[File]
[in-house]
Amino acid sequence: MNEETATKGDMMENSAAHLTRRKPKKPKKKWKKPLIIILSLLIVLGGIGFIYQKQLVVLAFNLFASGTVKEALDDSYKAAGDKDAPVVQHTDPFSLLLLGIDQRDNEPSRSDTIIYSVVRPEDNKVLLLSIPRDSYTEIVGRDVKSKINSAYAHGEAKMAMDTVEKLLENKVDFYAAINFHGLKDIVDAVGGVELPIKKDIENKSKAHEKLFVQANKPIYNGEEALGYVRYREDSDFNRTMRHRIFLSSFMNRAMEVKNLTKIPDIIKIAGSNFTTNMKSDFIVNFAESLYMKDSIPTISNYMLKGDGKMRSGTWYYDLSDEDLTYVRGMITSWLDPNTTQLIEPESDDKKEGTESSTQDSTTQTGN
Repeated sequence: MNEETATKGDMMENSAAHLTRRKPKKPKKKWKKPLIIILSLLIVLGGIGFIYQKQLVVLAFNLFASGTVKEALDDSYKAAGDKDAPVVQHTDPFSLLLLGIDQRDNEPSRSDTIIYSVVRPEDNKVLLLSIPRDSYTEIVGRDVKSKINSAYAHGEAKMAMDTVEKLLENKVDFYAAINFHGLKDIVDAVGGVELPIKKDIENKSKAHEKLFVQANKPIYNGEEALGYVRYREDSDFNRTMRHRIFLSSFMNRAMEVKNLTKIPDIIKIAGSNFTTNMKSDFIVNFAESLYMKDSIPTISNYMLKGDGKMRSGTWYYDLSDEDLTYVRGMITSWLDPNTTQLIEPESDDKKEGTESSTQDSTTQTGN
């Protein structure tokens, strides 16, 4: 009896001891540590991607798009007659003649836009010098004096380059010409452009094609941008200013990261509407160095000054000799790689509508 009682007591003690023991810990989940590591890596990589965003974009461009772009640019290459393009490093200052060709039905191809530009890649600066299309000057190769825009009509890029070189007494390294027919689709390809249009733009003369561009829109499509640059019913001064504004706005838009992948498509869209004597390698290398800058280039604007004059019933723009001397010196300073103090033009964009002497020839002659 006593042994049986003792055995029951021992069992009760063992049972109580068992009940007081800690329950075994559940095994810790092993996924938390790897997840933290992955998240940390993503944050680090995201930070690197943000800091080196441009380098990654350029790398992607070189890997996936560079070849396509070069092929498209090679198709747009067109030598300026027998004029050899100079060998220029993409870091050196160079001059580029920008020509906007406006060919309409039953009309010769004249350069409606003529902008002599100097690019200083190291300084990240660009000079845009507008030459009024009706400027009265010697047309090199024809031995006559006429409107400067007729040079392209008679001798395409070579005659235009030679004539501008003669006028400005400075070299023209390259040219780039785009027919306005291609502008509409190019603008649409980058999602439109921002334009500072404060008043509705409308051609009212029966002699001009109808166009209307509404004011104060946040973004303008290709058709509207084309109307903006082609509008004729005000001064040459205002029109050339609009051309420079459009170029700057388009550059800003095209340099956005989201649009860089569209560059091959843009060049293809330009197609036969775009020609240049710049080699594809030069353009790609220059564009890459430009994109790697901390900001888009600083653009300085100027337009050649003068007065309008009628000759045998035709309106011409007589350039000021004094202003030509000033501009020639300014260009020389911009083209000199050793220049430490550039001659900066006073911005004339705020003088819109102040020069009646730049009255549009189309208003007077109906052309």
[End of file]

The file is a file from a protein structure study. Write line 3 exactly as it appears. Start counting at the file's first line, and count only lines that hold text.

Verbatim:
Repeated sequence: MNEETATKGDMMENSAAHLTRRKPKKPKKKWKKPLIIILSLLIVLGGIGFIYQKQLVVLAFNLFASGTVKEALDDSYKAAGDKDAPVVQHTDPFSLLLLGIDQRDNEPSRSDTIIYSVVRPEDNKVLLLSIPRDSYTEIVGRDVKSKINSAYAHGEAKMAMDTVEKLLENKVDFYAAINFHGLKDIVDAVGGVELPIKKDIENKSKAHEKLFVQANKPIYNGEEALGYVRYREDSDFNRTMRHRIFLSSFMNRAMEVKNLTKIPDIIKIAGSNFTTNMKSDFIVNFAESLYMKDSIPTISNYMLKGDGKMRSGTWYYDLSDEDLTYVRGMITSWLDPNTTQLIEPESDDKKEGTESSTQDSTTQTGN